Recognising data as a resource similar to traditional resources like water and energy can give Singapore a competitive advantage and propel the country to become a key player in the global digital economy.
This is integral to Singapore’s pursuit of becoming a leader in fields like analytics and cybersecurity, as shared last September by Chan Chun Sing, Deputy Chairman of the Committee on Future Economy at the 2016 Public Policy Challenge - an annual case competition.
With Singapore’s digital marketing spend projected to reach S$438 million this year, there is no question that data is fuelling our economy’s growth. This is echoed by the recent partnership between Economic Development Board and Google to launch Digitize, a new programme that trains local advertising talent to understand the programmatic technology space.
Yet, it seems that marketers currently do not feel equipped to handle the explosion of data in the ad tech space. According to data from the CMO Council, 30% of marketers feel that they have a good grasp of dealing with data, while 33% reported feeling poor or very poor at analysing data for personalised experiences.
Even with perfect data, campaigns could still be inexact and unpredictable if marketers do not know how to best apply the data. At the end of the day, brands do not need bigger data. They want actionable insights. The real question for marketers is therefore how to mine and aggregate the data to draw useful, meaningful conclusions.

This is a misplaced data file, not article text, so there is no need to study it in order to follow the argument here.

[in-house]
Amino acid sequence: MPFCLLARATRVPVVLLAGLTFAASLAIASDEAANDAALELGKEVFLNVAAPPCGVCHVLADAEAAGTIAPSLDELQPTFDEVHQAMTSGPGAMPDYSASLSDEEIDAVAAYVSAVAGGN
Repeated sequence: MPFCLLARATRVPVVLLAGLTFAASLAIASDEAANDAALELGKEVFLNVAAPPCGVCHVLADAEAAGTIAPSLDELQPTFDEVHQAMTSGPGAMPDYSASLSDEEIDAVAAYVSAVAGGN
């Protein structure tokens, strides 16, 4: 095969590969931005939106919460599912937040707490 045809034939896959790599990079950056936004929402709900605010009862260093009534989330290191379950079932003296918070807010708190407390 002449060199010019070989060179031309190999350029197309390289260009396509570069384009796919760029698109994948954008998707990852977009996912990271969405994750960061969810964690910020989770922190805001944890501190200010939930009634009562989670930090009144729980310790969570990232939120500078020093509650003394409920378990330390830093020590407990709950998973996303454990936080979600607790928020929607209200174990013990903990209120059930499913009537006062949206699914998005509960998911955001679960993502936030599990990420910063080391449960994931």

I’m sure most brands have had this line levelled at them: “I can give you mothers in the market for diapers.” In a world with so much data, however, the problem is that none of us really know how this segment was created. What attributes went into figuring out this was a mother and that they were in the market for diapers? Where did this data come from? How fresh is the data?
With no fixed set of standards that defines if the data methodology is really as it seems, it can be difficult for businesses to justify that their data is more accurate compared to someone else who is making the same claim. So here are 3 ways business should manage their data to make them count.
Good data starts with good technology
Marketers have an enormous opportunity to use data to make brand impact amongst its most relevant audiences. This requires a commitment to technology investments, and in most cases, specialised technology tools that remove inefficiencies and produce consistent results.
Marketers can, for instance, replace manual data checking processes by a page-level contextualisation engine that trawls through individual web pages to extract the meaning of the content and append a topic.
There are different arguments for competing methodologies for the categorisation from domain-level to page-level, manual to automated, keyword to contextual – but the key benefit of page-level, automated contextualisation is granularity.
Knowing that a user is interested in a BMW M3 rather than just the automotive industry, for instance, gives valuable interest signals that could be missed without the right technology.
Good data is precise
There are many legacy systems around the audience discovery process, and they often depend on claimed behaviours. As good data is precise, marketers need to be careful and look to more advanced techniques of audience evaluation on real observations.
Creating a useful database is one thing, but ensuring quality is another. One way to suss out the viability of data is by looking at reach and lift. Going back to my previous illustration, lift – the statistical likelihood of a user to act in a certain way or have a certain behaviour in their profile – allows us to say “User A visits the Huggies site to look at diaper products. User A has the most lift to be a mother in the market for diapers.”